General Motors is idling more plants and extending shutdowns at other facilities in North America due to a continuing shortage of semiconductor chips used to control a myriad of operations in vehicles, including infotainment, power steering and braking systems.
In an update Thursday, GM said eight assembly plants are affected by the temporary shutdowns. CNBC was the first to report temporary plant closures. GM has confirmed the TechCrunch shutdowns and added that it plans to restart production next week at its assembly plant in Wentzville, Missouri.
“GM continues to take advantage of all available semiconductors to build and ship our most popular and demanded products, including trucks and full-size SUVs to our customers,” a spokesperson wrote in an email. . “Our intention is to compensate as much as possible for the lost production in these factories.”
As the global chip shortage dragged on, automakers, including GM and Ford, had to slow down their factories and reorganize their resources to produce higher-margin vehicles like SUVs. GM told TechCrunch it hasn’t taken downtime or reduced shifts at any of its full-size truck or full-size SUV factories due to the shortage. It also prompted automakers to build vehicles without specific parts. For example, GM said last month that some pickup trucks will be produced without a fuel management module, a device that will prevent these vehicles from achieving peak fuel economy performance.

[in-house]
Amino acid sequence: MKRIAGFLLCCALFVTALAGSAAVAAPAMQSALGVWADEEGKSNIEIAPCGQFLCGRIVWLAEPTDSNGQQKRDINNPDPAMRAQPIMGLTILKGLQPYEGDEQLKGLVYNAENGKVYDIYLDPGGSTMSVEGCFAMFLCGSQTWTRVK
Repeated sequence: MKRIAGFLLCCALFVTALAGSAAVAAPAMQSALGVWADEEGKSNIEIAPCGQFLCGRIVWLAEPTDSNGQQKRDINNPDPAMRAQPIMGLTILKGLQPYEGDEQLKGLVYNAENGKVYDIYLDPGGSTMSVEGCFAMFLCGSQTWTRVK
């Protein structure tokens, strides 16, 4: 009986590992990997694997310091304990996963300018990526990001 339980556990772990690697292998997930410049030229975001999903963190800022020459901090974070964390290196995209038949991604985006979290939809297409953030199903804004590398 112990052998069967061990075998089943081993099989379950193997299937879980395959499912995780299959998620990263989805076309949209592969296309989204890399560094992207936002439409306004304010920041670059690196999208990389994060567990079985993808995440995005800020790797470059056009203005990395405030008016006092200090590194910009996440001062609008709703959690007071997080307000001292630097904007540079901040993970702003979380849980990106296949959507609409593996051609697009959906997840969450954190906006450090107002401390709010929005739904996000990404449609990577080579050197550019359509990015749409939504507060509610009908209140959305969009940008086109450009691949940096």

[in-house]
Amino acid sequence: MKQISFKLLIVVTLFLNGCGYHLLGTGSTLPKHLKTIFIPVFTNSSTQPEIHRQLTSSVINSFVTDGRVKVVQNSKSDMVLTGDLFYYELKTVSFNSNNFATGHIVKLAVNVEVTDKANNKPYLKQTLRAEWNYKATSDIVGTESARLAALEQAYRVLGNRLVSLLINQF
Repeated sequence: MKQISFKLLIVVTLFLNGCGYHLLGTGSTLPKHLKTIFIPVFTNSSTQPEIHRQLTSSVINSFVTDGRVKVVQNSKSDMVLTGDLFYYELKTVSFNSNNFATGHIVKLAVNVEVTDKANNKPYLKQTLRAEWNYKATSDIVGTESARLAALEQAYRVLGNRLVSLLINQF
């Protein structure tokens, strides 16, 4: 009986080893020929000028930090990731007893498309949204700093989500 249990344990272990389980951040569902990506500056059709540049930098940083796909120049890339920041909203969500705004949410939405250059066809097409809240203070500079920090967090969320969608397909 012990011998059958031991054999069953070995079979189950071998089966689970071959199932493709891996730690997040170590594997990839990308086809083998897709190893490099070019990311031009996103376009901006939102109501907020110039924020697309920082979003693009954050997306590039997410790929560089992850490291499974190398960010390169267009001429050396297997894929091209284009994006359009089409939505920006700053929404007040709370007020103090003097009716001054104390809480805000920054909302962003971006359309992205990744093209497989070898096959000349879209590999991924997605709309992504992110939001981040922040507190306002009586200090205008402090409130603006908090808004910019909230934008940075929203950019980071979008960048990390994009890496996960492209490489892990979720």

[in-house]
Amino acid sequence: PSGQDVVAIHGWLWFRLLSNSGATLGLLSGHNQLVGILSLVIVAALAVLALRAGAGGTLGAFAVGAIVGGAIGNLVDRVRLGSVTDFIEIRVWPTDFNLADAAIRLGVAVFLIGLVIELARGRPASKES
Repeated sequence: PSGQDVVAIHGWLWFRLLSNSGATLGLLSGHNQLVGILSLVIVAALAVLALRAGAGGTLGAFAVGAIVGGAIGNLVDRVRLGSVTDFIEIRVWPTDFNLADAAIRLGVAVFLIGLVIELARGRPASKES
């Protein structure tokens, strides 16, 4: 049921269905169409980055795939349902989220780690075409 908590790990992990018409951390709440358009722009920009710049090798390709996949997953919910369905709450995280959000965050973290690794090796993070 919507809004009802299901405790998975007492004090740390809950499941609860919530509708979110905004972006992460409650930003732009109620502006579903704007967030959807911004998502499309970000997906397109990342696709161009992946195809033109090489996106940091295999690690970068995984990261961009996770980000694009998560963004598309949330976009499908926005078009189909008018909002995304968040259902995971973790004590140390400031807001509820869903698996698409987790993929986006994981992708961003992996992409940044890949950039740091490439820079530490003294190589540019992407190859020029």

Automakers have also released indications of how the shortage will affect financial results in 2021. Ford has said if the semiconductor shortage scenario continues into the first half of 2021, the shortage could lower its profits. between $ 1 and $ 2.5 billion, net of costs. recoveries and some catching up in production in the second half of the year.
GM said in February that the global semiconductor shortage will have a short-term impact on its production, profits and cash flow in 2021.
GM’s Spring Hill assembly in Tennessee, which builds the Cadillac XT5, Cadillac XT6 and GMC Acadia, will be closed for two weeks starting April 12. GM is temporarily halting production of the Chevrolet Blazer at the Ramos Assembly in Mexico and the Chevrolet Traverse and Buick Enclave at the Lansing Delta township plant during the week of April 19.
GM has also extended downtime at Lansing Grand River Assembly until the week of April 26. This plant, which builds the Chevrolet Traverse and Buick Enclave, has been down since March 15.
The automaker is extending the shutdown of its CAMI assembly plant in Canada and the Fairfax assembly plant in Kansas, where the Chevrolet Malibu and Cadillac XT4 are extended until May 10. CAMI and Fairfax have been down since the week of February 8. GM said.
GM’s Bupyeong 2 assembly in Korea has been running at half capacity since February 8, and its Gravataí plant in Brazil is taking downtime for April and May.